By Anna Merlan
By Lee Escobedo
By Alice Laussade
By Scott Reitz
By Claire Lawton
By Kiernan Maletsky
By Anna Merlan
Manny and Lo is almost worth the bumpy ride to watch Mary Kay Place whip up a gourmet, comic-poignant concoction named Elaine. Best known for her Emmy-winning role as the country crooner Loretta Haggers in the TV show Mary Hartman, Marty Hartman, and as the baby-desperate wife in The Big Chill, Place is also an accomplished writer and director. In Manny and Lo, she creates one of the most full-blooded eccentrics to command a movie screen in 1996. Elaine is a childless single woman with a troubled past that goes unspecified; the sad-eyed dignity and well-intentioned bossiness with which Place renders Elaine makes details of the character's young adulthood superfluous. (We are encouraged to suspect she has spent some time institutionalized.) She makes the woman heart-breaking and inspiring all at once.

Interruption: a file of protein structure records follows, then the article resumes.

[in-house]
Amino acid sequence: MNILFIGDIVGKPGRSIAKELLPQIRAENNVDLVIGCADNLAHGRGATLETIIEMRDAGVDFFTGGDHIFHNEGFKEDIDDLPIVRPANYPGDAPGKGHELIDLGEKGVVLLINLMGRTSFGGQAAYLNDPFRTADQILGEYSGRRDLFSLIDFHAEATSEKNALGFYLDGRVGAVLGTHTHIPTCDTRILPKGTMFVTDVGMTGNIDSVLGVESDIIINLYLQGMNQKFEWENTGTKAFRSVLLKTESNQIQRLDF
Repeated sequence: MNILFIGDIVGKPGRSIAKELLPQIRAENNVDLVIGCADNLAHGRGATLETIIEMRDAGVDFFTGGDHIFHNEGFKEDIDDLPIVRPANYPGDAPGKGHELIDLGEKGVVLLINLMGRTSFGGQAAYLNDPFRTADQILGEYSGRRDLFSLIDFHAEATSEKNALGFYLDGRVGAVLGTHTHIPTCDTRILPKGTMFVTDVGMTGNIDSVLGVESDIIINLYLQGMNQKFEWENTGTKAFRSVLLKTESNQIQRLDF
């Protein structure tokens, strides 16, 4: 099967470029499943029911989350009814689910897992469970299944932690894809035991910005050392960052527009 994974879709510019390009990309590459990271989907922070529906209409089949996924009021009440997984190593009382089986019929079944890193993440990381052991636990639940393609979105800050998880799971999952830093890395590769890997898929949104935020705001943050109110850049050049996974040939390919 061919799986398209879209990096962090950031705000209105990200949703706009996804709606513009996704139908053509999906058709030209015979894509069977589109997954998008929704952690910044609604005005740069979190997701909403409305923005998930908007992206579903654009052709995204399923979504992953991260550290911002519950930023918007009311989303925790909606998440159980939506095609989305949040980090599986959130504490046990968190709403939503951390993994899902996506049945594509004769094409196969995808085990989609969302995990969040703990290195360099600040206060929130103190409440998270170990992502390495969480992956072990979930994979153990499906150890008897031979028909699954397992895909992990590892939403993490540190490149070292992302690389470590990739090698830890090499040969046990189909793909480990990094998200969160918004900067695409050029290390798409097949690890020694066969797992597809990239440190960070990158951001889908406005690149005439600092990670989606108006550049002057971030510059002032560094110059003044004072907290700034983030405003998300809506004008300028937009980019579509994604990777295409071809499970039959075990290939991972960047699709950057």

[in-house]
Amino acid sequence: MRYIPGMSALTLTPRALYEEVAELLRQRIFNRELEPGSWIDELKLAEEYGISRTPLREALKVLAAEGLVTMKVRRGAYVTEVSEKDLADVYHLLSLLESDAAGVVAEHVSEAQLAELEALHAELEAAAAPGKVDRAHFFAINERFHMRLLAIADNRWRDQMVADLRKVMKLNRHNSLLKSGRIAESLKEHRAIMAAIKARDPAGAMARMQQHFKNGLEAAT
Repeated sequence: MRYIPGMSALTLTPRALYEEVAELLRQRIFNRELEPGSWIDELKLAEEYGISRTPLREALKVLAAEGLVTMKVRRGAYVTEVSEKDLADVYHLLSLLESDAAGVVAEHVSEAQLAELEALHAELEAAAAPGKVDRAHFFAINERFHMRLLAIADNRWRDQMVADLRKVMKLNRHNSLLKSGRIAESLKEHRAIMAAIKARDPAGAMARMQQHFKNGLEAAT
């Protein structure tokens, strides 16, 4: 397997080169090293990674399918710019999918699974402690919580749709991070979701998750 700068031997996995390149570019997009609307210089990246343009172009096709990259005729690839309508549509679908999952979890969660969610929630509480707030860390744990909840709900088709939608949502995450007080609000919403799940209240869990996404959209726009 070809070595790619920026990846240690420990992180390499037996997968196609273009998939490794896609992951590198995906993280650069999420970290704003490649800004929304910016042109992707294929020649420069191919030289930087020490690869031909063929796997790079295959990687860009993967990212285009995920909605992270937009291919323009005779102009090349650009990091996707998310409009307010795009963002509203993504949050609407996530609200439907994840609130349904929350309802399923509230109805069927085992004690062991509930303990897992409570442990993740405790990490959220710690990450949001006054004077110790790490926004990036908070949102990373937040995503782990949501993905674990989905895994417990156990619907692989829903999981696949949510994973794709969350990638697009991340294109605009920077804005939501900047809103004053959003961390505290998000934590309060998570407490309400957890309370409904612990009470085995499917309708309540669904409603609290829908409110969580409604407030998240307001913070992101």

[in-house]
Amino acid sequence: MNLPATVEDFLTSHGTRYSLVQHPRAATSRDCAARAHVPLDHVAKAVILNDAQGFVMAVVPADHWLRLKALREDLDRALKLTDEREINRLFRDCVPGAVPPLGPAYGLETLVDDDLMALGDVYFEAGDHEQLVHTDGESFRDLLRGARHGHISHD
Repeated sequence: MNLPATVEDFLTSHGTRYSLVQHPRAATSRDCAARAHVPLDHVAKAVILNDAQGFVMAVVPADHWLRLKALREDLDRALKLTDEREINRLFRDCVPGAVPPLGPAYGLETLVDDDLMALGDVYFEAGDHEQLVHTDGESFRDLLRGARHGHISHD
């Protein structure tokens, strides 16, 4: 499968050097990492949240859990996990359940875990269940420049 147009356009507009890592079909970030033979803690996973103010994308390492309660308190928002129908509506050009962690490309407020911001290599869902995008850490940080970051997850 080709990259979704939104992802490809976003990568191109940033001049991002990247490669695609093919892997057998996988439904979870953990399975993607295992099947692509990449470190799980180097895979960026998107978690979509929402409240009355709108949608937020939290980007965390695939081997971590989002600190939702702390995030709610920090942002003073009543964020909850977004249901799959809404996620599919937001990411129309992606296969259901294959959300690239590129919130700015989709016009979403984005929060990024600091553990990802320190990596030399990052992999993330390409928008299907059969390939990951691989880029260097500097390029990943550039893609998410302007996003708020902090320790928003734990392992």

Remember, too, that filmmaker Lisa Krueger played a decisive hand in creating this wondrous character. Manny and Lo isn't a failure so much as a misguided first effort by a woman who has brought a startling sense of characterization to the tale. All three roles are sympathetic and sharply detailed; it's some of the decisions they make to advance Krueger's themes that stretch credibility. Though ultimately overwhelmed by its misplaced playfulness, Manny and Lo corrals for our viewing pleasure some very memorable lost souls.
Manny and Lo. Sony Pictures Classics. Scarlett Johansson, Aleksa Palladino, Mary Kay Place. Written and directed by Lisa Krueger. Opens August 30.
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